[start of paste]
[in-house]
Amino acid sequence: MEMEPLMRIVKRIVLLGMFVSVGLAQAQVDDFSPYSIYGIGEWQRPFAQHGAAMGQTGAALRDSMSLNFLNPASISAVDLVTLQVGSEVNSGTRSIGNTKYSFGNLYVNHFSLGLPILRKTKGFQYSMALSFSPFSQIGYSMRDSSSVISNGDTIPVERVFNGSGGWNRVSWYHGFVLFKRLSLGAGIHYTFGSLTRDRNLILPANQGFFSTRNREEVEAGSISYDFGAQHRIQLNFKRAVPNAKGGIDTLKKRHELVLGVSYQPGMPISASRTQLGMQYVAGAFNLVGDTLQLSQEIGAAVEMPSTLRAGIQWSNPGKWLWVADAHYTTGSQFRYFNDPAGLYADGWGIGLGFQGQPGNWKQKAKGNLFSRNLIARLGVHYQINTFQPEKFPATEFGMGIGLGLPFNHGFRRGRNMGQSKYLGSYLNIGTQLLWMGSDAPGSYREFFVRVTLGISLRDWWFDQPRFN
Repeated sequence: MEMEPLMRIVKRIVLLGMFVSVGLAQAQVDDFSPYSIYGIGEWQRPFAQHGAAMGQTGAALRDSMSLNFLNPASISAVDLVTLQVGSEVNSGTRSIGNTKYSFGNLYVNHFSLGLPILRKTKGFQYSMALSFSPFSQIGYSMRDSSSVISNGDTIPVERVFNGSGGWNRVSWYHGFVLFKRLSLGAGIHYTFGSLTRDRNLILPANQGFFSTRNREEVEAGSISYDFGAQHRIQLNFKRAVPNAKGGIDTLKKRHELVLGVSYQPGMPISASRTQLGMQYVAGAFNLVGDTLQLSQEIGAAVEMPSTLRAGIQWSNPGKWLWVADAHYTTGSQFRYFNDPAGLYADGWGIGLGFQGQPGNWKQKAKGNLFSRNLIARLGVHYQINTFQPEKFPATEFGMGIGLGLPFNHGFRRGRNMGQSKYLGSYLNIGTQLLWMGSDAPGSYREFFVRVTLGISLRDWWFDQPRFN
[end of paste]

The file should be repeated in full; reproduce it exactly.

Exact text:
[in-house]
Amino acid sequence: MEMEPLMRIVKRIVLLGMFVSVGLAQAQVDDFSPYSIYGIGEWQRPFAQHGAAMGQTGAALRDSMSLNFLNPASISAVDLVTLQVGSEVNSGTRSIGNTKYSFGNLYVNHFSLGLPILRKTKGFQYSMALSFSPFSQIGYSMRDSSSVISNGDTIPVERVFNGSGGWNRVSWYHGFVLFKRLSLGAGIHYTFGSLTRDRNLILPANQGFFSTRNREEVEAGSISYDFGAQHRIQLNFKRAVPNAKGGIDTLKKRHELVLGVSYQPGMPISASRTQLGMQYVAGAFNLVGDTLQLSQEIGAAVEMPSTLRAGIQWSNPGKWLWVADAHYTTGSQFRYFNDPAGLYADGWGIGLGFQGQPGNWKQKAKGNLFSRNLIARLGVHYQINTFQPEKFPATEFGMGIGLGLPFNHGFRRGRNMGQSKYLGSYLNIGTQLLWMGSDAPGSYREFFVRVTLGISLRDWWFDQPRFN
Repeated sequence: MEMEPLMRIVKRIVLLGMFVSVGLAQAQVDDFSPYSIYGIGEWQRPFAQHGAAMGQTGAALRDSMSLNFLNPASISAVDLVTLQVGSEVNSGTRSIGNTKYSFGNLYVNHFSLGLPILRKTKGFQYSMALSFSPFSQIGYSMRDSSSVISNGDTIPVERVFNGSGGWNRVSWYHGFVLFKRLSLGAGIHYTFGSLTRDRNLILPANQGFFSTRNREEVEAGSISYDFGAQHRIQLNFKRAVPNAKGGIDTLKKRHELVLGVSYQPGMPISASRTQLGMQYVAGAFNLVGDTLQLSQEIGAAVEMPSTLRAGIQWSNPGKWLWVADAHYTTGSQFRYFNDPAGLYADGWGIGLGFQGQPGNWKQKAKGNLFSRNLIARLGVHYQINTFQPEKFPATEFGMGIGLGLPFNHGFRRGRNMGQSKYLGSYLNIGTQLLWMGSDAPGSYREFFVRVTLGISLRDWWFDQPRFN